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The Amazon Basin in the Brazilian States of Amazonas and Pará

3.1S 60W

October 11th, 2009 Category: Rivers

Brazil - September 29th, 2009

Brazil - September 29th, 2009

The Amazon Basin, the largest drainage basin in the world, covers about 40 percent of South America, an area of approximately 6,915,000 square kilometres (2,670,000 sq mi).

In this image, part of the basin in Brazil is visible, from the confluence of the Negro and Solimões (Upper Amazon) Rivers near Manaus in the state of Amazonas (left), to the confluence of the Tapajós and Amazon Rivers near Santarém in the state of Pará (right). The full image shows more of the Negro River northwest of Manaus as well.

The area covered by the water of the Amazon River and its tributaries more than triples over the course of a year. In an average dry season 110,000 square kilometres (42,000 sq mi) of land are water-covered, while in the wet season the flooded area of the Amazon Basin rises to 350,000 square kilometres (135,000 sq mi) .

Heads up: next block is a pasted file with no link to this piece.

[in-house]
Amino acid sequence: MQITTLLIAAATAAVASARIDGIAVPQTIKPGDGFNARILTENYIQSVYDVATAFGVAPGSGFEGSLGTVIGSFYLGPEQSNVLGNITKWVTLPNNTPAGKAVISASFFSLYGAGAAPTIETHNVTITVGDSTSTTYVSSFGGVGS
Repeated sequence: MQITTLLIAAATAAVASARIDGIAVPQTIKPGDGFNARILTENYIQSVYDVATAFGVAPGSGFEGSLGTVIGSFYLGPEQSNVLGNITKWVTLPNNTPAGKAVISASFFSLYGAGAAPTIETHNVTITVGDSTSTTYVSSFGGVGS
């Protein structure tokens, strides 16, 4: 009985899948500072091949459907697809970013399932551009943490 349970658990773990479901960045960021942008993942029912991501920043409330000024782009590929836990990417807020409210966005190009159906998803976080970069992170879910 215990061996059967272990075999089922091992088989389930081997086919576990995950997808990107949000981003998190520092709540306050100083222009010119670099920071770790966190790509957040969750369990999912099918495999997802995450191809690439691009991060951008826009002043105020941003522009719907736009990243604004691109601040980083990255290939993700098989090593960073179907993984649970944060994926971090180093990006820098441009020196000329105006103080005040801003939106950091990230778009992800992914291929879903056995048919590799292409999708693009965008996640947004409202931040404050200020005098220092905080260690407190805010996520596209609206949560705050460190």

The Araguaia River and Protected Areas in the Brazilian Amazon

11.6S 50.6W

June 29th, 2009 Category: Rivers

Brazil - June 11th, 2009

Brazil - June 11th, 2009

The Araguaia River, visible as a vertical tan line on the right side of this image, is one of the major rivers of Brazil, and the principal tributary of the Tocantins. It has a total length of approximately 2,627 km.

Along its course, the river forms the border between the Brazilian federal states of Goiás, Mato Grosso, Tocantins and Pará. Here, most of the land visible is in Mato Grosso, west of the river, and Tocantins, east of the river.

The dark green and brown land around the Araguaia is a protected area for indigenous peoples, part of the Parque Indigena do Araguaia. On the far left, the dark green area of rainforest is also a protected national park, the Parque Nacional Xingu.

The parks were created with the twin objectives of protecting the environment and the indigenous populations of the area.

The land in the center of the image, however, is not protected and has been deforested and exploited for agriculture and grazing.